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The Real History of Unions: Violent Communist Agitation

Teachers unions want to mandate labor history as part of curriculum in schools. Their goal is to improve the public’s perception of unions by showing the positive contributions that unions made to American workplaces at a time when labor conditions were less favorable. When most people think of unions in the 1800s and early 1900s, they likely think of how bad things were for workers. They think of unsafe factories, long hours, and child labor. Against such harsh working conditions, unions seem like a welcome force for good, and unions often emphasize these noble beginnings. They remind us that unions fought for improved wages and safer, cleaner workplaces. However, this does not represent the whole story – or “honest history” as American Federation of Teachers President Randi Weingarten likes to say.

When Karl Marx released The Communist Manifesto in 1848, and Das Kapital in 1864, the early labor movement experienced a seismic shift. Previously, leading socialist thinkers did not like unions and thus organized labor had little to do with socialism. This changed with Marx, who believed that unions were an essential tool in class struggle.

The first international efforts at organizing workers were established by Marx himself. Marx led the International Working Men’s Association (IWA), which was a coalition founded by union leaders in 1864, aimed at uniting various leftist groups, including socialists, communists, and anarchists, to join in the common goal of defeating capitalism.

In 1872, the IWA focused its efforts on the United States, moving its headquarters to New York City. After it disbanded in 1876, the Workingmen’s Party of the United States (WPUS) was founded in its place. The WPUS organized railroad workers in the Great Railroad Strike of 1877, which started in West Virginia and spread across several states, leading to deadly riots. Over one hundred people were killed as a result, and in Philadelphia, rioters burned down 39 buildings and dozens of trains, as well as over 1,200 freight cars.

Unionization continued along Marxist lines, as did the violence. In 1886, after a confrontation between striking employees, strikebreakers, and police, a group of labor radicals (including anarchists and communists) held a rally in Chicago, now referred to as the Haymarket Riot. When one of the speakers at the rally shouted “Exterminate the capitalists!” police intervened, and things became violent. One rioter threw a stick of dynamite at police and shooting broke out; seven police officers and at least one civilian died.

The relationship between unions, rioting, and violence continued into the 1900s. In 1905, the American Labor Union, Socialist Party, and Socialist Labor Party together formed the Industrial Workers of the World (IWW), a radical international union that called for all workers to unite under “One Big Union” and overthrow capitalism. In 1909, IWW organized rail workers for Pittsburgh’s second deadliest strike (the first being the 1877 Great Railroad Strike), where between 12 and 26 people were killed, including a deputy sheriff.  In 1916, IWW members were involved in a massacre in Everett, Washington, now called “Bloody Sunday,” where two deputies were killed, and 50 people were wounded.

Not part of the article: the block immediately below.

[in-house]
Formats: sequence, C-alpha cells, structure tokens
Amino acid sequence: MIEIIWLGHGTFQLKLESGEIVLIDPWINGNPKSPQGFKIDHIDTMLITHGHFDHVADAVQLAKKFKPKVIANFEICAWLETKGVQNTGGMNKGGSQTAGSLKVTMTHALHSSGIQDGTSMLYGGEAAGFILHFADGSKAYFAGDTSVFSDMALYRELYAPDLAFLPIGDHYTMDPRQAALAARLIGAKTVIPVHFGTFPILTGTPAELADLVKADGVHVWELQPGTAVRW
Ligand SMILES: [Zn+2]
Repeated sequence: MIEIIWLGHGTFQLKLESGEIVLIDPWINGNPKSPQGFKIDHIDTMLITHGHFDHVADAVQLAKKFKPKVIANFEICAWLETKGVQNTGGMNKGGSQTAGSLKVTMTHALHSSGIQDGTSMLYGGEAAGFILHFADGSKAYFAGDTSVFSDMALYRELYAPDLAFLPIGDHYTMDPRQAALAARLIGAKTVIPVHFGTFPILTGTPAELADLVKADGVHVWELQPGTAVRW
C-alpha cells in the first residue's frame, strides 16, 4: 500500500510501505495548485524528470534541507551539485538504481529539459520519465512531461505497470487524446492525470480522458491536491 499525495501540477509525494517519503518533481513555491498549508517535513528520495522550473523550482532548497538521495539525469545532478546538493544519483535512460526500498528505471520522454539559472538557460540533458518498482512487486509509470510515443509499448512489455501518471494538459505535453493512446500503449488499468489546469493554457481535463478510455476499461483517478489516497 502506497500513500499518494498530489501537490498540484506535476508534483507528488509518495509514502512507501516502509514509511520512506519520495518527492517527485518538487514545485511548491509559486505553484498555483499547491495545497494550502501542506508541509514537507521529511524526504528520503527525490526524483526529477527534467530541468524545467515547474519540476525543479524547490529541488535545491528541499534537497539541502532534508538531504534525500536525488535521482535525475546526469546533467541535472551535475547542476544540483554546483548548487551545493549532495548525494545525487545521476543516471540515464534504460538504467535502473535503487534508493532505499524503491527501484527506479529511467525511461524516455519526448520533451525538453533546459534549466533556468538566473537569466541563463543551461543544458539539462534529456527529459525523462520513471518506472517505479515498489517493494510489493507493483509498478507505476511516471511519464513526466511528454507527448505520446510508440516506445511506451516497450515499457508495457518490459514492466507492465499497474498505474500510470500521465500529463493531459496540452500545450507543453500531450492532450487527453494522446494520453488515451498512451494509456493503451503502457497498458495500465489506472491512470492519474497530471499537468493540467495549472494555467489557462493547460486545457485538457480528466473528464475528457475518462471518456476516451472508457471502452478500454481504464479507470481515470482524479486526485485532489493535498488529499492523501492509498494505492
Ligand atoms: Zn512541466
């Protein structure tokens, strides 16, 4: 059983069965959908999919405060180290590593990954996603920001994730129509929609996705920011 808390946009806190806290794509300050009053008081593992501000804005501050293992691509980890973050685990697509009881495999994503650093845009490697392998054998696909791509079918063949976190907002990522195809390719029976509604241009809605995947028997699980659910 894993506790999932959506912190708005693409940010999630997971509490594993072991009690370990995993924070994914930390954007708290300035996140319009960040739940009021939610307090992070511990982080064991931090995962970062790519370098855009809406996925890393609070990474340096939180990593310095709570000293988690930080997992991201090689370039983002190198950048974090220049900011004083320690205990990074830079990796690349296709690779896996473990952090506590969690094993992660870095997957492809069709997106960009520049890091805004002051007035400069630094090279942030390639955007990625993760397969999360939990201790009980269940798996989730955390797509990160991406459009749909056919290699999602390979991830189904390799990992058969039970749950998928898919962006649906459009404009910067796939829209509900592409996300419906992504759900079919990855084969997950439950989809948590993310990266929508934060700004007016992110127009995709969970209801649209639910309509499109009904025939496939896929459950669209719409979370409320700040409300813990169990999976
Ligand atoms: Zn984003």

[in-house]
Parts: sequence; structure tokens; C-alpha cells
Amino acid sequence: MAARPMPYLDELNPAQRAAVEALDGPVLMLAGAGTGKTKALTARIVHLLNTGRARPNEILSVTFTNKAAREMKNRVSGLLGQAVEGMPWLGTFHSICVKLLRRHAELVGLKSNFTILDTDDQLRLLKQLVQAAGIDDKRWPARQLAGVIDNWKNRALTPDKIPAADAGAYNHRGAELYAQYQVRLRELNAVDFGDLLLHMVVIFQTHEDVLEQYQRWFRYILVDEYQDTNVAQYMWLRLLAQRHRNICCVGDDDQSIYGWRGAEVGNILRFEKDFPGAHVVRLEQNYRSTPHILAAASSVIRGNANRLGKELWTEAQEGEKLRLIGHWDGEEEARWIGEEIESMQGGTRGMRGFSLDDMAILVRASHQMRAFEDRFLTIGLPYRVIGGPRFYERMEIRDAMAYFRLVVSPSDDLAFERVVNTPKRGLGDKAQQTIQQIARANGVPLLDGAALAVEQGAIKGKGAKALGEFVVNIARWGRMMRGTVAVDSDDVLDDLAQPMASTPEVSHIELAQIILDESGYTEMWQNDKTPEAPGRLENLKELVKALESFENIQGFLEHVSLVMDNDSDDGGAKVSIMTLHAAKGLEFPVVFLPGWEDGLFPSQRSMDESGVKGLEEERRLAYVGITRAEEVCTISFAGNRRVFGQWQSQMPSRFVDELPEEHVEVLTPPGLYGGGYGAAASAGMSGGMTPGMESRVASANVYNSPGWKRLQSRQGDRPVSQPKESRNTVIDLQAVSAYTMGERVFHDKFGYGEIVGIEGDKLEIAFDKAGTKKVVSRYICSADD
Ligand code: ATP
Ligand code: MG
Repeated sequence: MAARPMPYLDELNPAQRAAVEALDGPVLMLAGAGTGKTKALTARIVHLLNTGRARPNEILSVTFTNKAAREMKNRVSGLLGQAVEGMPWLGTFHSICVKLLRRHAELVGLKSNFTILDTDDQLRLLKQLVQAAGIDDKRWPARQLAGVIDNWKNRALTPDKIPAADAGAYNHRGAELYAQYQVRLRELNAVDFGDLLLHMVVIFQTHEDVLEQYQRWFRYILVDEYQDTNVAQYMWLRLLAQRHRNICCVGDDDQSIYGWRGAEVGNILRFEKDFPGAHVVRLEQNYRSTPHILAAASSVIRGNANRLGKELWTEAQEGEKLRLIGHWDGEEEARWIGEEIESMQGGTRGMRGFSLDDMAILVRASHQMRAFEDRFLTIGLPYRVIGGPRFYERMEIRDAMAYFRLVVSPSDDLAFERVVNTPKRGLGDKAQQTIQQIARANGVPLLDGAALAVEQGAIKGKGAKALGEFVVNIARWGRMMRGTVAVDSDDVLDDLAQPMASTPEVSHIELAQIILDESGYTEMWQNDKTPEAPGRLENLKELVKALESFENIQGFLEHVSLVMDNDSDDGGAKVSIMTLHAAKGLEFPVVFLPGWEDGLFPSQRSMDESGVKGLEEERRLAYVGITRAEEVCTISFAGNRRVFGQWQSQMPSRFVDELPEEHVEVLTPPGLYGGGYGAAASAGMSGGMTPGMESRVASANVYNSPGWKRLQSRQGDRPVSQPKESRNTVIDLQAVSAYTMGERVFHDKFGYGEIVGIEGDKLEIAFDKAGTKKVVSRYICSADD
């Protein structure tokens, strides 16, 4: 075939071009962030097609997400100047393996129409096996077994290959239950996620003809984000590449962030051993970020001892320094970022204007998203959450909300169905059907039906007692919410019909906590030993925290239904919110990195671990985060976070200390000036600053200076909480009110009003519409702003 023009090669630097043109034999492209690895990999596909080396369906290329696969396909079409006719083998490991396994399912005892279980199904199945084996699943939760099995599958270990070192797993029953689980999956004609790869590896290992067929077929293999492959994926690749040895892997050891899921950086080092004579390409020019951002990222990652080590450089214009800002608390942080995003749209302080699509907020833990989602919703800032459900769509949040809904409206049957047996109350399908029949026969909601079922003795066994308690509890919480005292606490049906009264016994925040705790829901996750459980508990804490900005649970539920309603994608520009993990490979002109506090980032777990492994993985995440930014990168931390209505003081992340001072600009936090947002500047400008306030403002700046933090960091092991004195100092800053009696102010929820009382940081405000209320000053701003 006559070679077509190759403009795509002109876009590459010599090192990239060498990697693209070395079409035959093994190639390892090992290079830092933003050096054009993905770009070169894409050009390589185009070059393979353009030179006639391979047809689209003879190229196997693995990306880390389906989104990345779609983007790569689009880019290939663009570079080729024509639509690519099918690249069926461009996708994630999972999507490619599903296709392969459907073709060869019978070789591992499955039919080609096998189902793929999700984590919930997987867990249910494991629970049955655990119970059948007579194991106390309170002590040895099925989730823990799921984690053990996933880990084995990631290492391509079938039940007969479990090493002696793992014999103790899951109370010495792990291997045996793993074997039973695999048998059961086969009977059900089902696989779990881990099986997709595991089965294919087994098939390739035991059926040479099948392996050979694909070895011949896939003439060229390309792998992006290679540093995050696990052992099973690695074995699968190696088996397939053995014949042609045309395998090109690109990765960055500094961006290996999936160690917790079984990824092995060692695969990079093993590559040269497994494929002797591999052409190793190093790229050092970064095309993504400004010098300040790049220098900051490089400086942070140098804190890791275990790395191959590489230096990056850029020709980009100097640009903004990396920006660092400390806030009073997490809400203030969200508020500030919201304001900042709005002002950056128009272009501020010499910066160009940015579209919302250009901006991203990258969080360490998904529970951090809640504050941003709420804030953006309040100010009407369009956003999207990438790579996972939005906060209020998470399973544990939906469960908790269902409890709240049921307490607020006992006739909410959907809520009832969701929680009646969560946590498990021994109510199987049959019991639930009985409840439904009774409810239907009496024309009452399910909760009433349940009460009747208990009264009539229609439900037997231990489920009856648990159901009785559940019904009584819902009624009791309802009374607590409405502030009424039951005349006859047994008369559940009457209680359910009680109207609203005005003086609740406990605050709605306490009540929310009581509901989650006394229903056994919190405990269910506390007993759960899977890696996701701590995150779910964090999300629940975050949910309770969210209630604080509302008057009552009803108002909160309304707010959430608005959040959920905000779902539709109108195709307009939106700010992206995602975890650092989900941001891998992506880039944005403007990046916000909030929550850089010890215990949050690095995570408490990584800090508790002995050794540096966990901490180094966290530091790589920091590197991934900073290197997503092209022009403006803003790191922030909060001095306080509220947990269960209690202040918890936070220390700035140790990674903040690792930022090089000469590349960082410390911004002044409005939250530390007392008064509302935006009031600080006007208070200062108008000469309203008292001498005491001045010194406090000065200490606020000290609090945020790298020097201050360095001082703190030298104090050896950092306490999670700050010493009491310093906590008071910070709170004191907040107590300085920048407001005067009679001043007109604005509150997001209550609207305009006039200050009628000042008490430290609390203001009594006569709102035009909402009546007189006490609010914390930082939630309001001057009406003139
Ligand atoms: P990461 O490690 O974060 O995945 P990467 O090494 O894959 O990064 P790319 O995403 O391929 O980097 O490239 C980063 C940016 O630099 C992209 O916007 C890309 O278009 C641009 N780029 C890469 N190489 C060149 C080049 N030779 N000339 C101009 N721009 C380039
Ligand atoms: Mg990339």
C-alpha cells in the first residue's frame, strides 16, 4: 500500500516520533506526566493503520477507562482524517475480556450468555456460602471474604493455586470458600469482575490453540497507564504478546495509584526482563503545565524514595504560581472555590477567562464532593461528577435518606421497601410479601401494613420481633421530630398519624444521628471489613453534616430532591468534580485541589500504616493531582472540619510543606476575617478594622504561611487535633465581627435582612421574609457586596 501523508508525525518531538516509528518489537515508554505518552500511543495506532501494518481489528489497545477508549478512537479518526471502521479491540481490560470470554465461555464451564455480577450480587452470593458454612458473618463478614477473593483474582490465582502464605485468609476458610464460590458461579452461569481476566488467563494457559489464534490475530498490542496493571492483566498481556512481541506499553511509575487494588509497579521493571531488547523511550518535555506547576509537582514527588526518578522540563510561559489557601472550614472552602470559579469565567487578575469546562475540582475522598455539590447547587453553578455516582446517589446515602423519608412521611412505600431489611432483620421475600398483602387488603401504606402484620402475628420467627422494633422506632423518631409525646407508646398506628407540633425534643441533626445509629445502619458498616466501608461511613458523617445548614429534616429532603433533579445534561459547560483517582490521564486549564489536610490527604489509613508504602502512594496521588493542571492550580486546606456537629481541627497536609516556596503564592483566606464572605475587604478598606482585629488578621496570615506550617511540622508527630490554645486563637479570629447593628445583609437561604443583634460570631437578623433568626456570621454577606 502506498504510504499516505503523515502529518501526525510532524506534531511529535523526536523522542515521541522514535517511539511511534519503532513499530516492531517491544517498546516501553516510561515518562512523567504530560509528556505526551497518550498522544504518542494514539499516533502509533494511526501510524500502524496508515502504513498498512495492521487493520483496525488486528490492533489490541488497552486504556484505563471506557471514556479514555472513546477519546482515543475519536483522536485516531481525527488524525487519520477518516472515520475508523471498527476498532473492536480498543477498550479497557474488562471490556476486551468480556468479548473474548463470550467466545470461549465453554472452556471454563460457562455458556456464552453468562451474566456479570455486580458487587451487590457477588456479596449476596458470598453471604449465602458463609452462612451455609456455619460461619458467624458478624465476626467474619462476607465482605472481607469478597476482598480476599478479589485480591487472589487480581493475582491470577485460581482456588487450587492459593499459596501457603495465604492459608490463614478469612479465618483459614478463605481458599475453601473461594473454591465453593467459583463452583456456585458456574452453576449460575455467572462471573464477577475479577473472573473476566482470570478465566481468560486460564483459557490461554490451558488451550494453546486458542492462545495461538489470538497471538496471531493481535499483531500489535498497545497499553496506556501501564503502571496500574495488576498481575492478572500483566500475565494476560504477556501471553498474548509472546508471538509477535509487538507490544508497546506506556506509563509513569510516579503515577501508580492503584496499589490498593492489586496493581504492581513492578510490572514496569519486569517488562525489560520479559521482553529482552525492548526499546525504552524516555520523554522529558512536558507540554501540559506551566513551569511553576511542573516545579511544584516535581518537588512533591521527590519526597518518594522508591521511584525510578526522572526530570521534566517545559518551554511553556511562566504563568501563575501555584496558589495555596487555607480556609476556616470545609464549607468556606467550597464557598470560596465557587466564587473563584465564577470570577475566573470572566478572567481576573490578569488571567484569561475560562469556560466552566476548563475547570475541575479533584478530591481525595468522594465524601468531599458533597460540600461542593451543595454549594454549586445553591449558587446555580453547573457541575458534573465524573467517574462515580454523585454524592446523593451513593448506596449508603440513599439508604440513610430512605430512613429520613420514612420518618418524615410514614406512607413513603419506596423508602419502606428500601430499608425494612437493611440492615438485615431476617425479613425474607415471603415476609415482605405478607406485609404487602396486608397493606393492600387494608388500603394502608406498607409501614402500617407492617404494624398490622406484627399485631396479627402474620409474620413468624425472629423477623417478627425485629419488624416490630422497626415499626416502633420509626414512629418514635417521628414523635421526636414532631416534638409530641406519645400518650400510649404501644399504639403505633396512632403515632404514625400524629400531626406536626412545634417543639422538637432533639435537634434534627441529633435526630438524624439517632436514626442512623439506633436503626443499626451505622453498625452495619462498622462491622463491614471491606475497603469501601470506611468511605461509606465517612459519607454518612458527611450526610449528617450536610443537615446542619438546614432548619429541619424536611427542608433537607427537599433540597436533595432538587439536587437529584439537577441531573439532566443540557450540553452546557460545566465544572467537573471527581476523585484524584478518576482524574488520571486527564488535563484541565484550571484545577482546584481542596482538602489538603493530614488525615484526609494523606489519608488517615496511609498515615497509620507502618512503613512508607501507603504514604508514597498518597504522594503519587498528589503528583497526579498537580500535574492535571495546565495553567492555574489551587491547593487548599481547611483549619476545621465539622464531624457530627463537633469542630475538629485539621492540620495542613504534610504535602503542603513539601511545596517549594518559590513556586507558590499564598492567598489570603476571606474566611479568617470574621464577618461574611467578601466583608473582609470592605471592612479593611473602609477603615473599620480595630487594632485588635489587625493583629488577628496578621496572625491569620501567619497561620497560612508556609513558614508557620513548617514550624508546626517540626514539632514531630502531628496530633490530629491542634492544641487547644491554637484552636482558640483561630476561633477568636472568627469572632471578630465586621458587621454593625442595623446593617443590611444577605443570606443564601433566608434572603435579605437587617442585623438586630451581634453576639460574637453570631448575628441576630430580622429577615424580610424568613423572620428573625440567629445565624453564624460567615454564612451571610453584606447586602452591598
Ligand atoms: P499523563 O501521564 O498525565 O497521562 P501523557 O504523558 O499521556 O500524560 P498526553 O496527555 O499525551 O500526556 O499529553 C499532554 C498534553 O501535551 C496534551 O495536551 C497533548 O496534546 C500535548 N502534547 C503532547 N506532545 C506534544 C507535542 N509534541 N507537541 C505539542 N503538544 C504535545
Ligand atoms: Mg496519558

In 1918, less than a year after communists overthrew the Russian government in the bloody October Revolution, IWW members were convicted for sedition in Chicago, and a bomb went off in the old Federal Building , killing four people—reportedly a young Walt Disney was almost killed in the bombing. Police believed that the union was responsible, though it denied involvement.

Violent communist agitation was a large part of early unionization in America, but union officials don’t claim ignorance of unions’ historical ties to communism. In 2011, Andy Stern, former president of the Services Employees International Union (SEIU), admitted that unions have Marxist roots. “In the ’30s,” he said, “people didn’t want us to exist. We had to do sit-down strikes . . . we had socialist and communist tendencies. We grew up, to speak in Marxist terms, in a world with a lot more class struggle.” Modern Marxists, for their part, feel a similar warmth towards unions—they say that unions are useful to their goals, but not radical enough.

As Weingarten noted in a recent interview, “80% of parents, most parents, want teachers to teach honest history.” That’s exactly what should be taught—honest history. Kids should know about the historical accomplishments of organized labor, and how employees came together to improve their workplaces. They should also know that unionization in America was driven by revolutionary Marxist organizations, and that unions often instigated and participated in rioting and violence.

Patrick Moran

Patrick J. Moran is a Staff Attorney at Americans for Fair Treatment, a community of current and former public-sector employees offering resources and support to exercise their First Amendment rights. Prior to joining Americans for Fair Treatment, Patrick served as an attorney for the USDA. Before that, he was a legal associate at the Cato Institute, where he focused on First Amendment issues, including religious liberty and free speech. Patrick received his law degree from the University of Florida, and a bachelor’s degree in political science from University at Albany, SUNY. As a native New Yorker, he works to ensure that public-sector employees in his home state know their constitutional rights and receive fair treatment under the law. Patrick lives in Maryland with his wife.